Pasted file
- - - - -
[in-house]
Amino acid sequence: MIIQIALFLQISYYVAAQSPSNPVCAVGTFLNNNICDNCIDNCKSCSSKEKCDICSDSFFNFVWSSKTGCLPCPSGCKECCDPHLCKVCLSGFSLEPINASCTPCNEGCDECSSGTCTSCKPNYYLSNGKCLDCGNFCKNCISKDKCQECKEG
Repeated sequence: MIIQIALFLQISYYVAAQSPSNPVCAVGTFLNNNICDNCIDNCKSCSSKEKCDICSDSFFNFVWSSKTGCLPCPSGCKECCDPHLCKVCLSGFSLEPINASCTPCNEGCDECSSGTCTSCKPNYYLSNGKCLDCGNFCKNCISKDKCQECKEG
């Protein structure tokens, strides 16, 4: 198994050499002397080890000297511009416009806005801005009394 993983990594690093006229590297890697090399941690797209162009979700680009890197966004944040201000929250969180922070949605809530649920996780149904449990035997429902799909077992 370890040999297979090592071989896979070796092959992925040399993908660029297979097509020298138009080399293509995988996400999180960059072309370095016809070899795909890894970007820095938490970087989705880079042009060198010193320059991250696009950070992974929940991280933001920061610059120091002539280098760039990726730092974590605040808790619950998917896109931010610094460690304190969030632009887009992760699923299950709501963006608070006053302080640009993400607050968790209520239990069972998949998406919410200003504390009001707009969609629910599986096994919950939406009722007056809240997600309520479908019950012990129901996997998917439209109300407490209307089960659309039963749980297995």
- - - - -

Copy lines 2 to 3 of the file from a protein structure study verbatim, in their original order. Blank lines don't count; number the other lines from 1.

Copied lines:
Amino acid sequence: MIIQIALFLQISYYVAAQSPSNPVCAVGTFLNNNICDNCIDNCKSCSSKEKCDICSDSFFNFVWSSKTGCLPCPSGCKECCDPHLCKVCLSGFSLEPINASCTPCNEGCDECSSGTCTSCKPNYYLSNGKCLDCGNFCKNCISKDKCQECKEG
Repeated sequence: MIIQIALFLQISYYVAAQSPSNPVCAVGTFLNNNICDNCIDNCKSCSSKEKCDICSDSFFNFVWSSKTGCLPCPSGCKECCDPHLCKVCLSGFSLEPINASCTPCNEGCDECSSGTCTSCKPNYYLSNGKCLDCGNFCKNCISKDKCQECKEG